It takes some pretty amazing technology to stick a pipe a mile beneath the ocean, then drill another three or four miles into the Earth’s crust in search of oil. Until recently, we were told that the technology was so good that chances of something major going wrong were tiny.
Yet something did go wrong. The pipe in question has broken, and it has come as a shock to learn that it is beyond our capabilities to fix it. Thanks to incomplete mastery of our own technology, millions of gallons of oil now threaten the beauty and ecology of the Gulf.
As Lewis Mumford once wrote, when you give a 10-year-old a stick of dynamite, you don’t make him more powerful. You make him more dangerous.
Last week, as oil continued to spew from that pipe, scientists in Washington announced a major breakthrough in another area of technology. J. Craig Venter and his team announced creation of synthetic life, in this case a man-made bacteria with a chromosome designed by computer and then “built from four bottles of chemicals.”
In his announcement, Venter acknowledged the ethical concerns involved. But he pointed out that throughout his work, he has sought and heeded the advice of bioethics experts. According to Venter, those experts conclude that “there is a slight increase in the potential for harm, but there is an exponential increase in the potential benefit to society.”
For example, microbes could be designed to digest vast amounts of oil, in effect using technology to correct technology’s failure. Even better, Venter’s firm is working to engineer a species of algae that can convert the sun’s energy into a form of gasoline. Among those funding that work is BP, owner of the Deepwater Horizon rig.
One of the concerns in creating new life forms is how to trace them should they be released “into the wild.” Venter’s team addressed that issue by putting nonworking code into the bacteria’s DNA as special identifiers.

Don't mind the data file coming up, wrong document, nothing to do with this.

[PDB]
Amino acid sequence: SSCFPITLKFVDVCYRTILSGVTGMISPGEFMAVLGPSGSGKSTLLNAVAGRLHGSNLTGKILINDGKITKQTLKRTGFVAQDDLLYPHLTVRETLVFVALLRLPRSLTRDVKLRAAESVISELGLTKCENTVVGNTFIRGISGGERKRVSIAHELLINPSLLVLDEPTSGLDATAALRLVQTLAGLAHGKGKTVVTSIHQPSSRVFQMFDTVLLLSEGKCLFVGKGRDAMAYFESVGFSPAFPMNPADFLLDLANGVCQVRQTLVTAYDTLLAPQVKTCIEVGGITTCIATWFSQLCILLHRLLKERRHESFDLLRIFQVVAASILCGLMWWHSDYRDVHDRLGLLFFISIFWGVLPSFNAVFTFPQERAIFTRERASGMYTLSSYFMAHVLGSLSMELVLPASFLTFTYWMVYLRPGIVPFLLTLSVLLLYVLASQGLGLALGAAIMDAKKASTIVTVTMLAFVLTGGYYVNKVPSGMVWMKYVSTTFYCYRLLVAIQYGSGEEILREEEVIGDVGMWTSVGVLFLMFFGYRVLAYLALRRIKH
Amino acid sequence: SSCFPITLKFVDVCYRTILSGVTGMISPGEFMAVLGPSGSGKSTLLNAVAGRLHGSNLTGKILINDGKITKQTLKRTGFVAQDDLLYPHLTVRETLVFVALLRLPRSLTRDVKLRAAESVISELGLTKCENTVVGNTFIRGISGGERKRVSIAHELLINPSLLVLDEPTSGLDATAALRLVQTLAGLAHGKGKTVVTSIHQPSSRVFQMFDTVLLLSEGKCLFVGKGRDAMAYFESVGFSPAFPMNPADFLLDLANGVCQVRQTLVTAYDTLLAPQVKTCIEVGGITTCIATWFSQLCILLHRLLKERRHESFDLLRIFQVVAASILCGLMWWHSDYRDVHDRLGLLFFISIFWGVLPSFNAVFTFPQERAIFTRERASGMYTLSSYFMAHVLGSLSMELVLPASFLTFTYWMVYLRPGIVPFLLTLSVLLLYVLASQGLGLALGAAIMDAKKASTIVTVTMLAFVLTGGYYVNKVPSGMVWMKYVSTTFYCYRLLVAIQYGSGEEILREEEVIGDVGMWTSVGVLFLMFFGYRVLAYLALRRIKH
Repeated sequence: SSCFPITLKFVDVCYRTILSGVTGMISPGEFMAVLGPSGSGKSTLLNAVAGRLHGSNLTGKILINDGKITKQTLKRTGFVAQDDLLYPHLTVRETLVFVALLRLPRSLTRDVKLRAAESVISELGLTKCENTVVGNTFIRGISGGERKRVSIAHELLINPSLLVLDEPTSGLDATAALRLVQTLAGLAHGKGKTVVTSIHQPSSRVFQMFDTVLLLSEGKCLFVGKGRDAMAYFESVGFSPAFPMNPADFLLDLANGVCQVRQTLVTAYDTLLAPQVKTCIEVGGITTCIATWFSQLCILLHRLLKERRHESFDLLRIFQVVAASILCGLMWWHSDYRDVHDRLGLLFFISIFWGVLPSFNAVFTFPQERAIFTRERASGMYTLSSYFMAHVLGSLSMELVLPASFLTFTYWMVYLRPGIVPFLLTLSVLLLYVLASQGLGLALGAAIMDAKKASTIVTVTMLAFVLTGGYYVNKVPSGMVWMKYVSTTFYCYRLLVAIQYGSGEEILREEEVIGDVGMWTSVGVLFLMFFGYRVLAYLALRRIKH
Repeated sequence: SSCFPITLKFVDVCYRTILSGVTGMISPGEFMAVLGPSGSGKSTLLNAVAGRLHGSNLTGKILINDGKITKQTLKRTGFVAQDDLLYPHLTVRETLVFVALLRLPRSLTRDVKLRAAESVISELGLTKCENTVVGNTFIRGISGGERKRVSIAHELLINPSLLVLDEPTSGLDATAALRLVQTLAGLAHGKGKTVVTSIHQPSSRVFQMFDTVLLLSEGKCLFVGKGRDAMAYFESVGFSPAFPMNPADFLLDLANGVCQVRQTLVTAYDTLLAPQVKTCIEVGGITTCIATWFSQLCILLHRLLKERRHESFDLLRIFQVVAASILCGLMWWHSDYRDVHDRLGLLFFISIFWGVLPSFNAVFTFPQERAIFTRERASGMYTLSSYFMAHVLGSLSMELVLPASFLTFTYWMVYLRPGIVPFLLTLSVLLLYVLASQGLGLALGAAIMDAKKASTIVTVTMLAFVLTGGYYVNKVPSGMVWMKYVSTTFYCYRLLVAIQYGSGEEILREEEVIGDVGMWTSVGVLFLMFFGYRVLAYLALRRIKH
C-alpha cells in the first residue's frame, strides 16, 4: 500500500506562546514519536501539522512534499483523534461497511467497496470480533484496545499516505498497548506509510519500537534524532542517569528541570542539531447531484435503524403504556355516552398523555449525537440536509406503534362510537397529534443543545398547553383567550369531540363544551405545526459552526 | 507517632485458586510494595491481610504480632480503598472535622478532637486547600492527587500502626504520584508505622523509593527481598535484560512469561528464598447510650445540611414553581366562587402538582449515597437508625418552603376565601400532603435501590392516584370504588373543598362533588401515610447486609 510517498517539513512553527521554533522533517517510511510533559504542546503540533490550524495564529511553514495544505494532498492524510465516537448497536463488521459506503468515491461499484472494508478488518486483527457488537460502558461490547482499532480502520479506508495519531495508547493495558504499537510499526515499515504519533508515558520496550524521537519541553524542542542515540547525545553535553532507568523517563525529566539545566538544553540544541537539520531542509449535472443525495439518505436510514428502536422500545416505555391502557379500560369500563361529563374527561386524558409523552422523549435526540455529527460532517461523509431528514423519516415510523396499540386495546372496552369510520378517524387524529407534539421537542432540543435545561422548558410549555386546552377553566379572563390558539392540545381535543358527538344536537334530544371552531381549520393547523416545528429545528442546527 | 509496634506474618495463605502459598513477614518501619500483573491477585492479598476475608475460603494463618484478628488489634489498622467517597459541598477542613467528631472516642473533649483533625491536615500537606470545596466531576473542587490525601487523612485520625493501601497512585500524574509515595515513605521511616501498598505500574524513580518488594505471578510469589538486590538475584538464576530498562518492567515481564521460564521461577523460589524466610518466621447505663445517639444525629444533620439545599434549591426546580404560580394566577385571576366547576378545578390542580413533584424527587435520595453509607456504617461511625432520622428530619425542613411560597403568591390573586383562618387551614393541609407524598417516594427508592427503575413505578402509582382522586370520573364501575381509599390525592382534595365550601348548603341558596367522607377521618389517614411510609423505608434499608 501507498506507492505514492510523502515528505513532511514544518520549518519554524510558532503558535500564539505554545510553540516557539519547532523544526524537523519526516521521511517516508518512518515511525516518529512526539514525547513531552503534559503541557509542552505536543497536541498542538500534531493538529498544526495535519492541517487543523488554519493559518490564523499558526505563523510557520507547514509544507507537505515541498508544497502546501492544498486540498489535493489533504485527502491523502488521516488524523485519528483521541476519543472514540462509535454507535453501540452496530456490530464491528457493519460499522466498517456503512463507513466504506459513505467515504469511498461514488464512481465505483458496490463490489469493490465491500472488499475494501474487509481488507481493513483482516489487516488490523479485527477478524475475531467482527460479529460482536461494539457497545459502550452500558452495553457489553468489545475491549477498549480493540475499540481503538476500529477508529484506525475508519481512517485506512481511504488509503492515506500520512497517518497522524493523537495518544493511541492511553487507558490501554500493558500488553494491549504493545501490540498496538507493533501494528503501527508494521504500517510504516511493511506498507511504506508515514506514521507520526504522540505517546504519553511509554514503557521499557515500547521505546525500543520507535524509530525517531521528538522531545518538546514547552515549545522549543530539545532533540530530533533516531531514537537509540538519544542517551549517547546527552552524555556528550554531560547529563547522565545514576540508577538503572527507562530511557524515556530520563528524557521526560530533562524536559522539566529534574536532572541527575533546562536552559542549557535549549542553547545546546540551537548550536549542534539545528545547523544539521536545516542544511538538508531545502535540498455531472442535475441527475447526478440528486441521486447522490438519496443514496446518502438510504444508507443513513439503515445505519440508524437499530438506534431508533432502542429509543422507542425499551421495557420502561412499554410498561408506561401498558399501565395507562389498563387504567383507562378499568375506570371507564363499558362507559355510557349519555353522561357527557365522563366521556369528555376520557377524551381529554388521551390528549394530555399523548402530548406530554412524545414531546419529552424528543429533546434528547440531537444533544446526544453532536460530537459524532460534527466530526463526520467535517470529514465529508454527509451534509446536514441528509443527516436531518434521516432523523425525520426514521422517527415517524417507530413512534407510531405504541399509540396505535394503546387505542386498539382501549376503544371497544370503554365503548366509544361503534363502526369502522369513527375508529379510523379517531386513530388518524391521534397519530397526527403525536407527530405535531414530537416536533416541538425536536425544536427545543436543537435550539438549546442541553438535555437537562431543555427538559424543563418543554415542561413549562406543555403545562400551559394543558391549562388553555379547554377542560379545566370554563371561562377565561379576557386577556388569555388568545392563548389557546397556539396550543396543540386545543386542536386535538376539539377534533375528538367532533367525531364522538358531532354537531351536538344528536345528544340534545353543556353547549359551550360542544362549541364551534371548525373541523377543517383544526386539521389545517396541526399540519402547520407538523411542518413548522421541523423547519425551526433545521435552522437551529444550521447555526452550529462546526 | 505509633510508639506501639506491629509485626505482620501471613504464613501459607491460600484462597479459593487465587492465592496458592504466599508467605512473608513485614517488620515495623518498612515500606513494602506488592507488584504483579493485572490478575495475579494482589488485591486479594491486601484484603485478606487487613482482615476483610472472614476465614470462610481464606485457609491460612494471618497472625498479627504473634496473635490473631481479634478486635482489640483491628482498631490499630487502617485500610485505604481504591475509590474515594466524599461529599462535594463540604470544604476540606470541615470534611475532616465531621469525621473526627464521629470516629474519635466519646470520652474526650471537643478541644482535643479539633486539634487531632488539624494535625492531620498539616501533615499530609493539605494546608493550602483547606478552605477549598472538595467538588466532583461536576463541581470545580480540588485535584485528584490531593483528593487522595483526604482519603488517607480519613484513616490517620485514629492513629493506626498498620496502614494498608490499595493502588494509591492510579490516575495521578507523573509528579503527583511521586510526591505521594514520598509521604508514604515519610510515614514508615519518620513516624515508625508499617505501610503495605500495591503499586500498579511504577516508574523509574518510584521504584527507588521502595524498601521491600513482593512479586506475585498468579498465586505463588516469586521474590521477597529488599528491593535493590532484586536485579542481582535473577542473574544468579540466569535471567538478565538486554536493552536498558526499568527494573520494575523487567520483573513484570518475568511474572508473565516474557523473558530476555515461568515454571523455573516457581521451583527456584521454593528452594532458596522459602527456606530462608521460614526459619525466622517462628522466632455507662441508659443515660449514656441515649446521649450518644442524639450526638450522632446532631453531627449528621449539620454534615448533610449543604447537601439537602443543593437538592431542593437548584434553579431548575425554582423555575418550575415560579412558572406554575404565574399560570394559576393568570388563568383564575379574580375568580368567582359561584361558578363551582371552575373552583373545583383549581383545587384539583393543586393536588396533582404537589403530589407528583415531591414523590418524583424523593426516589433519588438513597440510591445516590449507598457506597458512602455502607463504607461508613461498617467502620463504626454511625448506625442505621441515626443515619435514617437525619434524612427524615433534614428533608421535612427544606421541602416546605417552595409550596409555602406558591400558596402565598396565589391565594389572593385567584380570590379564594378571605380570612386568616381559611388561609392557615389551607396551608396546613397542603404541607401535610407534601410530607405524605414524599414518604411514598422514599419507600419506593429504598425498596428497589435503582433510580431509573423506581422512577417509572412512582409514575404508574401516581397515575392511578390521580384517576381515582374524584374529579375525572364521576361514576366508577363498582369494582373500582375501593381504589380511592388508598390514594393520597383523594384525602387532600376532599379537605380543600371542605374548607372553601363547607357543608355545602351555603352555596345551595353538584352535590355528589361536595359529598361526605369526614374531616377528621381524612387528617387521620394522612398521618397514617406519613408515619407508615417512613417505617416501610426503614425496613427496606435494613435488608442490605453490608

One of those “watermarks” installed by Venter is a quote from the late Richard Feynman, a famed physicist:
“What I cannot build, I cannot understand.”
To Venter, who is driven by a need to comprehend the mysteries of life, the relevance of that quote is obvious. But the sentiment is dangerous.
We humans understood the Deepwater Horizon well — we built it. What we didn’t understand was how it would behave in deep sea conditions where it was beyond our power to fix it.
Likewise, Wall Street thought it understood the complex global economy. It just didn’t account for how it would be operated in real life by humans whose judgment was clouded by greed.
Every day, we build ever more complex technologies that defy full understanding even of their creators. Many, like the Deepwater Horizon rig, may have a very low probability of failure, but a very high consequence if failure comes. In that kind of system, you have to get it right every single day, day after day, without fail. Thousands of rigs have pumped oil from the Gulf for decades, but all it has taken is one mistake to bring tragedy.
In pursuit of that inhuman level of perfection, we install systems and systems of systems, which themselves become incredibly complex and capable of going wrong in ways difficult to imagine beforehand. They also give us a false sense of confidence and mastery.
Nobody knew that better than Feynman, whose fame broadened after he diagnosed the cause of NASA’s Challenger shuttle disaster. The problem, he discovered, was “management’s fantastic faith in the machinery” they had built and their failure to account for the stresses of the real world.
“For a successful technology, reality must take precedence over public relations, for Nature cannot be fooled,” Feynman wrote.
I’d feel better if Venter had built that expression of humility into his creation, literally as well as figuratively.